Coffee cup embedded with seeds grows into native plants

plantablecoffeecup

This is part of a series of articles that looks at entrepreneurs hoping to get their ideas off the ground through crowdfunding. At the time of writing, each of these innovations is currently seeking funding.

A shocking 146 billion coffee cups are discarded annually in America alone, and since most of those cups have a polyethylene lining, they can’t be recycled. It’s no wonder that we’ve seen initiatives such as Keep Cup and Good to Go looking to cut paper waste through reusable cups that can be bought or even rented. Now, Reduce. Reuse. Grow have developed another eco-friendly option in the Plantable Coffee Cup — a 100 percent biodegradable cup with native seeds embedded in its material, meaning it can be planted after use to help with local reforestation.

The Plantable Coffee Cup is made from recycled paper, sourced from local recycling centres in California. It has native seeds embedded within the material and a description of the seed variety and planting instructions printed on the cup. After using, the consumer can choose to plant the cup within their community to enhance their local urban and rural landscapes. They simply unravel the cup and soak it in water for five minutes before planting. Alternatively, it can be disposed of safely and it will biodegrade within 180 days, releasing its nutrients for other plants to enjoy. Each cup costs USD 0.02 to produce, which is the same as a standard biodegradable cup, and USD 0.01 more than a Solo cup. Reduce. Reuse. Grow hope to supply their product to eco-conscious coffee shops around the world, but they are currently concentrating on their home state of California. They will provide special trash cans to participating stores so that they — or third parties such as landscape companies or non profits — can collect used cups for reforestation purposes.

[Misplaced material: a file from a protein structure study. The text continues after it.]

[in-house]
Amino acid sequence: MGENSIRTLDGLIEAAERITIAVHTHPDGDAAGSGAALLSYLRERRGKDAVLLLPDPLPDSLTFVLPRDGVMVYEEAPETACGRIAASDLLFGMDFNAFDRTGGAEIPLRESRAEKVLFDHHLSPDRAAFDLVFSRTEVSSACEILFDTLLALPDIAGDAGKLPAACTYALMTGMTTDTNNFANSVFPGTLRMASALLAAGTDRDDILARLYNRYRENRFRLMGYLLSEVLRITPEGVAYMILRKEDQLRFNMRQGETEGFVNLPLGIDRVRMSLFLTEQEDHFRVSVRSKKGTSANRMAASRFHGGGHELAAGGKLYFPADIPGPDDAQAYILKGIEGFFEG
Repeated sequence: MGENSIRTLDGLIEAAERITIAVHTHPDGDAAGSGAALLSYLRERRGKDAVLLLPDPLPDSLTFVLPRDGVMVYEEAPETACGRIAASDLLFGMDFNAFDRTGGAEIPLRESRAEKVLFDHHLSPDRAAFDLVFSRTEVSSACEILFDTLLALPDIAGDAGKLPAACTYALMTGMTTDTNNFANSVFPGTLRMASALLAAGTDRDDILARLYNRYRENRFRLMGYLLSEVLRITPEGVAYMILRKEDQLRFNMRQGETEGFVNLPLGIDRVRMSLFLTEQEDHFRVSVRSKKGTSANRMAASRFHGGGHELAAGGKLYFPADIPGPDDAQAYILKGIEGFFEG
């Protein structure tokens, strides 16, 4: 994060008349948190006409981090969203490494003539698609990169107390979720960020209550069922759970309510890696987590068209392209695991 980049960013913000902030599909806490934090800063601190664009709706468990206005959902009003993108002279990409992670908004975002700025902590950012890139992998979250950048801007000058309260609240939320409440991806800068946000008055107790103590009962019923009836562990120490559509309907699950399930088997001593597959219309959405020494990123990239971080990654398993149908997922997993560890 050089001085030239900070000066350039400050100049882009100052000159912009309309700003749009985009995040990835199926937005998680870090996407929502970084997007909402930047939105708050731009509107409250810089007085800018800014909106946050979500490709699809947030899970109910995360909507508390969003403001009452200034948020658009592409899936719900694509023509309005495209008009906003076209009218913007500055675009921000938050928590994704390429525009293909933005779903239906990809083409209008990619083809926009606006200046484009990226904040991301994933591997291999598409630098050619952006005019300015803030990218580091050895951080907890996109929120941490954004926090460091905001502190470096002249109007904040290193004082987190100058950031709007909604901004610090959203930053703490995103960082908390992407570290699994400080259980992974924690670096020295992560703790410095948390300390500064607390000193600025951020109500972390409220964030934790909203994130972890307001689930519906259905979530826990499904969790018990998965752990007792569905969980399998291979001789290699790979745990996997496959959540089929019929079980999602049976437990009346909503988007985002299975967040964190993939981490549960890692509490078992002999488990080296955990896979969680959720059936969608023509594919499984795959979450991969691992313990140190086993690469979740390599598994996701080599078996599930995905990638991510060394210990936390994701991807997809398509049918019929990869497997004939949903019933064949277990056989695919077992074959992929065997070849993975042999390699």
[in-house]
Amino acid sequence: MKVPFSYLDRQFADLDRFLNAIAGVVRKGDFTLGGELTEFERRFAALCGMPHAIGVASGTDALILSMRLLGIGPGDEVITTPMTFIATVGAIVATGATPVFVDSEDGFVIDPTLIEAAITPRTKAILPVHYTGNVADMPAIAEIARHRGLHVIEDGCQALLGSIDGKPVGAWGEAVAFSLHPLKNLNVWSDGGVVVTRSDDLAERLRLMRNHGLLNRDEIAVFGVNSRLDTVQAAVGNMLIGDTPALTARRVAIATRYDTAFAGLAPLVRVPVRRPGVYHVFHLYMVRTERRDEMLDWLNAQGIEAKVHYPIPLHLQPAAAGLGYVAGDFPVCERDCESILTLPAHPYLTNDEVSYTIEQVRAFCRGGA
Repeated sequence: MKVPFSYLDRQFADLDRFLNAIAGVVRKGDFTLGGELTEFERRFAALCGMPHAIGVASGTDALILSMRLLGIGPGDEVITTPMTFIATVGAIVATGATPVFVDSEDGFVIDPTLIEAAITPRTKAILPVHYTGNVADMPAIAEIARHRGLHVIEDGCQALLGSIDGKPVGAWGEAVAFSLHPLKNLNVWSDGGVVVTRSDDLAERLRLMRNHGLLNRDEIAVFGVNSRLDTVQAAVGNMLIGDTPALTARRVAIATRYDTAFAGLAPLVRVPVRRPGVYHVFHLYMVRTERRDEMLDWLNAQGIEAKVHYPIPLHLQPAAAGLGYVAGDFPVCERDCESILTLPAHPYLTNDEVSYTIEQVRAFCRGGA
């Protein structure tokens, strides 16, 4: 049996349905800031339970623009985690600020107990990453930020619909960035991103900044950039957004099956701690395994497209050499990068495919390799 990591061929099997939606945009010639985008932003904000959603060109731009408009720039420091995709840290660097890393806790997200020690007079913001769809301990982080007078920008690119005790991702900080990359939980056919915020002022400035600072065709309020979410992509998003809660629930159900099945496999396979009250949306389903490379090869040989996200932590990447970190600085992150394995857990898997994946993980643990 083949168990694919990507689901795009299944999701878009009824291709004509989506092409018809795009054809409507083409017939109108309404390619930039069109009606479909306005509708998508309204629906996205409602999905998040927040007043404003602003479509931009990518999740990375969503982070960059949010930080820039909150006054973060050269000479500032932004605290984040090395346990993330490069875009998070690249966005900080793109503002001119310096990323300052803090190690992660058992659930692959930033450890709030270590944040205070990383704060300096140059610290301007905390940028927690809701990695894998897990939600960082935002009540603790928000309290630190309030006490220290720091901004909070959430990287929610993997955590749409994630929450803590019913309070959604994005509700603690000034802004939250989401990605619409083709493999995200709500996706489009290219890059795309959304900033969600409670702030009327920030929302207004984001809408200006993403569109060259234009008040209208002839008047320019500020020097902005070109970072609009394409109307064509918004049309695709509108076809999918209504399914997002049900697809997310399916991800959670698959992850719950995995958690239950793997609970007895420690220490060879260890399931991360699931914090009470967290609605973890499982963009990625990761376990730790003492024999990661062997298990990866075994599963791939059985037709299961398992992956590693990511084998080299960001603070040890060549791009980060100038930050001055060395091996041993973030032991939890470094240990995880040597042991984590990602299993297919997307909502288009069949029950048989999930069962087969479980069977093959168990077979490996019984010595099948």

plantable1

The Plantable Coffee Cup is currently crowdfunding on Kickstarter. Are there other products which could be transformed from waste to nourishment in this way?

Website: www.planttrash.com
Contact: alexhenige@gmail.com



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